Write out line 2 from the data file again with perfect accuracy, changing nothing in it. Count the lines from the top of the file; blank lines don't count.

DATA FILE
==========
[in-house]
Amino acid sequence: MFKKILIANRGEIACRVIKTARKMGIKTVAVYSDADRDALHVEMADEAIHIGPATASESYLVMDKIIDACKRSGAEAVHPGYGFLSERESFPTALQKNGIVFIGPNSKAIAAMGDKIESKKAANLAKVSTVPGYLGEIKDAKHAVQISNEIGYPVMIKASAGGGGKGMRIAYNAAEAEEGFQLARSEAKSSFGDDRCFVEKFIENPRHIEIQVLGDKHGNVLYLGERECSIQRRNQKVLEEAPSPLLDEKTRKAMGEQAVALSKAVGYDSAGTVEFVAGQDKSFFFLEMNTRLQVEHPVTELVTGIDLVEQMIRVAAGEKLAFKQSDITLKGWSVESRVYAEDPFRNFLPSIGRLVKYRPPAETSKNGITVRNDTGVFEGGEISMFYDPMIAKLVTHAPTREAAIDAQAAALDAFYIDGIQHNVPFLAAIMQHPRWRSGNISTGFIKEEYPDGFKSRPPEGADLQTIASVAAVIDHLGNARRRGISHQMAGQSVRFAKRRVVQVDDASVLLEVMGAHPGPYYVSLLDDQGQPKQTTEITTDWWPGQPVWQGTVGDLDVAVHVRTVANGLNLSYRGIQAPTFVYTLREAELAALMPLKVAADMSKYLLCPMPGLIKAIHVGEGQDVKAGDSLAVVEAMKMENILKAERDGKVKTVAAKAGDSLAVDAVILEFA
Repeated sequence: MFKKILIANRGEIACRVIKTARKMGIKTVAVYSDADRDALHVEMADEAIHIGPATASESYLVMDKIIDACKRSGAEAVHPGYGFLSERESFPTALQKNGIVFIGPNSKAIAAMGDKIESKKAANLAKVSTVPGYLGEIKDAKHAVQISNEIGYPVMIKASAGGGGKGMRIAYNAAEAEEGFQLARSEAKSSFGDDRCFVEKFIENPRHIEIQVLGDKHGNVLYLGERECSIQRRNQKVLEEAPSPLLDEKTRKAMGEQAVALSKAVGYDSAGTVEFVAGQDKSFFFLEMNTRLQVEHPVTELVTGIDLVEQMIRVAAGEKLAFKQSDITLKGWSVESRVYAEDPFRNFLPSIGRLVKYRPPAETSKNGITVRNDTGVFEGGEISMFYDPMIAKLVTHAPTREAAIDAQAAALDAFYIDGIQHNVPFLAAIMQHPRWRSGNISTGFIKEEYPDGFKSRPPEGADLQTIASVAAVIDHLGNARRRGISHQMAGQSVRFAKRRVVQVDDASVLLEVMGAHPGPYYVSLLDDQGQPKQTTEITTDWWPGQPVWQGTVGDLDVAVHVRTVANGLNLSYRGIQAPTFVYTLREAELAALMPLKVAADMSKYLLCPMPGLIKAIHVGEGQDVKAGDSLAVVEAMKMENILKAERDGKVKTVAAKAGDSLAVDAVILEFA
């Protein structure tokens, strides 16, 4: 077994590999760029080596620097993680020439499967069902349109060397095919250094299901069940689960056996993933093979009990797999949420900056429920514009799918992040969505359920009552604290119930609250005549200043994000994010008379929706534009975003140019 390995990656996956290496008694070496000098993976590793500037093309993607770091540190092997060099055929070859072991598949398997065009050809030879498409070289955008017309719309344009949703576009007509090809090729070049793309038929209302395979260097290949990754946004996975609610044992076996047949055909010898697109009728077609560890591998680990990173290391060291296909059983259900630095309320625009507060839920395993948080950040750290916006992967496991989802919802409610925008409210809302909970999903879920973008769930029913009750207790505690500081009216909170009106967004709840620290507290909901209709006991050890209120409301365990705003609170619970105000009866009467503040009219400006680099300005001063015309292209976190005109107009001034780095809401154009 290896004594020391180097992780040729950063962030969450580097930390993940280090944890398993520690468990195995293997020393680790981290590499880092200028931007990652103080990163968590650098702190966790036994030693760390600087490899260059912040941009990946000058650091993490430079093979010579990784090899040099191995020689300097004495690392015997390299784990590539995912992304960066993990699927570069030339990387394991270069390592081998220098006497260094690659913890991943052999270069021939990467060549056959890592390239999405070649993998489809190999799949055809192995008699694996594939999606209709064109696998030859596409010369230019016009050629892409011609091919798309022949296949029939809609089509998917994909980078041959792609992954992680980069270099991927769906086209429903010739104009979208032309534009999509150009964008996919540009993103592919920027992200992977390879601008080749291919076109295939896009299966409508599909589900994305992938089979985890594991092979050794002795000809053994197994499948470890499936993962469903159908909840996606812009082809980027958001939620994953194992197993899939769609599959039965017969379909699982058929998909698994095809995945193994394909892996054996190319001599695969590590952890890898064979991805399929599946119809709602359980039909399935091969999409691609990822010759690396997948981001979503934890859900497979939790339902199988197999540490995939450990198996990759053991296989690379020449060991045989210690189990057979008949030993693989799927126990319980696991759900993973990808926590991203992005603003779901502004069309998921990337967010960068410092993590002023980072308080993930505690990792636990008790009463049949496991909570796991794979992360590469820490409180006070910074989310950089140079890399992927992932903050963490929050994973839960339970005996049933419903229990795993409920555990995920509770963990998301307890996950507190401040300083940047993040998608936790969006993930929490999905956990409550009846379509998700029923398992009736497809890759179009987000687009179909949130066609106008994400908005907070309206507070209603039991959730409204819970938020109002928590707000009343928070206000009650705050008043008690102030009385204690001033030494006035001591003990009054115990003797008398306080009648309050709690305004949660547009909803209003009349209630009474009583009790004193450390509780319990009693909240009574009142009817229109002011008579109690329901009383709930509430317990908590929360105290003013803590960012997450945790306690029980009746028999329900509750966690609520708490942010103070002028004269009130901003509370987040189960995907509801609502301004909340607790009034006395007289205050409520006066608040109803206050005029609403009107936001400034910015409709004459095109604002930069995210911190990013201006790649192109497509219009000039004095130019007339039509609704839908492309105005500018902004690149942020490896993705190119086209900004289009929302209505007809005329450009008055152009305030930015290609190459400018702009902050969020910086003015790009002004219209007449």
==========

Amino acid sequence: MFKKILIANRGEIACRVIKTARKMGIKTVAVYSDADRDALHVEMADEAIHIGPATASESYLVMDKIIDACKRSGAEAVHPGYGFLSERESFPTALQKNGIVFIGPNSKAIAAMGDKIESKKAANLAKVSTVPGYLGEIKDAKHAVQISNEIGYPVMIKASAGGGGKGMRIAYNAAEAEEGFQLARSEAKSSFGDDRCFVEKFIENPRHIEIQVLGDKHGNVLYLGERECSIQRRNQKVLEEAPSPLLDEKTRKAMGEQAVALSKAVGYDSAGTVEFVAGQDKSFFFLEMNTRLQVEHPVTELVTGIDLVEQMIRVAAGEKLAFKQSDITLKGWSVESRVYAEDPFRNFLPSIGRLVKYRPPAETSKNGITVRNDTGVFEGGEISMFYDPMIAKLVTHAPTREAAIDAQAAALDAFYIDGIQHNVPFLAAIMQHPRWRSGNISTGFIKEEYPDGFKSRPPEGADLQTIASVAAVIDHLGNARRRGISHQMAGQSVRFAKRRVVQVDDASVLLEVMGAHPGPYYVSLLDDQGQPKQTTEITTDWWPGQPVWQGTVGDLDVAVHVRTVANGLNLSYRGIQAPTFVYTLREAELAALMPLKVAADMSKYLLCPMPGLIKAIHVGEGQDVKAGDSLAVVEAMKMENILKAERDGKVKTVAAKAGDSLAVDAVILEFA